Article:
Informative on Tattoos Essay
Informative on Tattoos
Specific Purpose: To inform my audience on the pros and cons of tattoos. Thesis: Tattoos can be viewed in two ways: positively and negatively.
I. Sitting there while my hand was being held by my mom I thought to myself, “how in the world are my fingers still attached to my palm?” then I realized my mom was probably going through more pain than I was considering she was getting her second tattoo on the top of her foot. (Attention-getter) II. I have done some research on the different aspects of tattoos. (Credibility) III. Tattoos can be viewed in two ways: positively and negatively. (Thesis) IV. Today, I’d like to explain how there are more to tattoos than just looks and how they are becoming more acceptable along with the health issues and social constructs. (Preview)
I. First, tattoos are not always just about looks; sometimes they have meaning and stories behind the design.
A. For instance, in October 2010 the article “Looking at the World’s Tattoos” by Abigail Tucker, declares when a Cambodian monk has dark scrawls on his chest then that reflects his religious beliefs. 1. Similarly, in Los Angeles some of the gang members can have sprawling tattoos which explain street association and may reveal if he’s committed murder or not.
2. However, Nina Jablonski, a Pennsylvania State University anthropologist states that a tattoo can also reveal one’s ability to tolerate pain. B. Furthermore, in January 2012 Michael Firmin claims in the article “External Dynamics Influencing Tattooing Among College Students,” that since tattoos can represent a story, students who have tattoos are going to be less likely to have depression. 1. Fredrick and Bradley, professors from Armstrong University, had 53 students complete a survey discussing body tattoos along with taking a depression test. The students who had tattoos had significantly lower scores on the depression test.
Transition: Not only can tattoos have significance, they can also be seen as
beneficial in other aspects as well.
II. Tattoos are becoming more popular therefore more acceptable. A. In the article, “Tattoos in the Workplace” by Tess Vigeland on October 19, 2012 explains that 40 percent of eighteen and nineteen year olds have at least one tattoo. 1. There was a study conducted on careerbuilder.com that discovered having piercings besides ears was the number one problem in trying to receive a job, and runner up was bad breath, then last was tattoos. B. Further, in her 2009 book, Tattoos in Modern Society, tattoo expert Janey Levy describes how modern tattoos have a better reputation. 1. Along with that, anchors, angels, butterflies are common symbols and are considered to be art forms. 2. Since tattooing has become a harder field to get in to, tattoo artists go to art school to improve their skills. Transition: Although tattoos are becoming more popular, there are still negative sides to them.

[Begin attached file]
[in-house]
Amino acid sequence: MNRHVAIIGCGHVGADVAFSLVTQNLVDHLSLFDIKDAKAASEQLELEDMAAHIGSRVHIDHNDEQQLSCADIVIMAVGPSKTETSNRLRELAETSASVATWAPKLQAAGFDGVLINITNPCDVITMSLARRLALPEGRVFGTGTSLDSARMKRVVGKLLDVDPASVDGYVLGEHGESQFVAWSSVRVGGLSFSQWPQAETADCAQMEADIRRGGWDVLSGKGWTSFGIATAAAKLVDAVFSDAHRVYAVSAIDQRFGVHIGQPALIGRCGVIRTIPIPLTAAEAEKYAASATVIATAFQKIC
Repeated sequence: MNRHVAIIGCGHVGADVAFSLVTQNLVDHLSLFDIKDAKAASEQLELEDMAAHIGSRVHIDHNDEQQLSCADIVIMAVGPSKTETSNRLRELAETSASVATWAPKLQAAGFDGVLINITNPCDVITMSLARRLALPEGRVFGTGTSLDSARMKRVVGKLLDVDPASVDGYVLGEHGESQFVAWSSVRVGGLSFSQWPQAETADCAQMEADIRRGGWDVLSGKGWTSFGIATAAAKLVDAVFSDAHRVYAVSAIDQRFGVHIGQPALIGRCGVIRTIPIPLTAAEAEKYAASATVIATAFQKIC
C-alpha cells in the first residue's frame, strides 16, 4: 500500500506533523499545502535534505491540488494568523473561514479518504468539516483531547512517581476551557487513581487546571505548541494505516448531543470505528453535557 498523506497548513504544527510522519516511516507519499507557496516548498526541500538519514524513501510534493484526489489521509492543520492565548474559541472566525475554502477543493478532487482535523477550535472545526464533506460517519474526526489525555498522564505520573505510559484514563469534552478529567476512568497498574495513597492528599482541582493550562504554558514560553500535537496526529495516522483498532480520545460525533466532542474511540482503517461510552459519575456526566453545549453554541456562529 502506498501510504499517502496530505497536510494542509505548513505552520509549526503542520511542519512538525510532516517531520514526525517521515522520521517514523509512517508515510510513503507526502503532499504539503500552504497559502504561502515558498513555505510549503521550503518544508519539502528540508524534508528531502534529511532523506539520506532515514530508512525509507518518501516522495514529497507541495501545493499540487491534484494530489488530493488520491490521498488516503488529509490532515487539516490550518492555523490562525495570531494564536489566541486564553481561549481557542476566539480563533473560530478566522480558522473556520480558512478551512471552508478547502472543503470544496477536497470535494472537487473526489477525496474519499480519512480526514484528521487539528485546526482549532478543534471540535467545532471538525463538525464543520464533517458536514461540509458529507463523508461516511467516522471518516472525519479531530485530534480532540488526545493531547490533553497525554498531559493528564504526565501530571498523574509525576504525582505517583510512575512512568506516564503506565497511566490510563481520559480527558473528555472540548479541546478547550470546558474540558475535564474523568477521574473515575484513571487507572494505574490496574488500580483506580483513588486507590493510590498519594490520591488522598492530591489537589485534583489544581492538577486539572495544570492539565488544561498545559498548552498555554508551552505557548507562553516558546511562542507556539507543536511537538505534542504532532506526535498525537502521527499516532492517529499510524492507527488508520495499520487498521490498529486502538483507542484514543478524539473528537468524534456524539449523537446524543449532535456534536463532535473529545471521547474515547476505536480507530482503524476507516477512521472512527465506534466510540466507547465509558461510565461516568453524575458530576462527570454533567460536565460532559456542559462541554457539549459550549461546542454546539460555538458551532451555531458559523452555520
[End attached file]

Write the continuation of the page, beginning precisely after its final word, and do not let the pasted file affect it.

III. Tattoos can potentially cause health risks.
A. Jill Margo asserts in “Science Unveils Sinister Side to Skin-art Craze” on October 2, 2013 that tattoos contain carcinogens, cancer-producing particles, which are being injected into skin. 1. On the other hand, the particles injected are stable however when tattoo removal occurs then those particles are becoming unstable and can get into one’s blood stream. B. Margo also leaves us with the fact that black ink contains chemicals, which are also found in soot, tar, and cigarette smoke. 1. Along with that, skin cancer does not arise because the ink is injected deep in to the skin or better known as the dermis and skin cancer usually occurs in the epidermis.
Transition: Health is at risk when it comes to tattooing, along with the way they can be viewed.
IV. Tattoos are often associated with the previous stigmas put on them. A. To support this idea Michael Firmin emphasizes how nearly in every culture tattoos are or have been associated with criminals, gangs, or people in the military. 1. Whereas, more recently in the United States tattoos sometimes indicate risk-taking behaviors such as drugs and alcohol or violence.
B. Then, in the article “Disappearing Ink” on October 13, 2007, Corinna Wu points to the fact that tattoos are classified as cosmetics and need approval from the Food and Drug Administration. 1. However, since there have not been any widespread concerns about tattoo safety the FDA has not approved and will not step in unless it is necessary which is a big concern for some people.
I. As you can see, there are a few ways to look at tattoos whether it being positive or negative. Some points to be considered are the meanings behind tattoos and how they are becoming more socially acceptable, as well as health risks and the stigmas tattoos have. (Summary) II.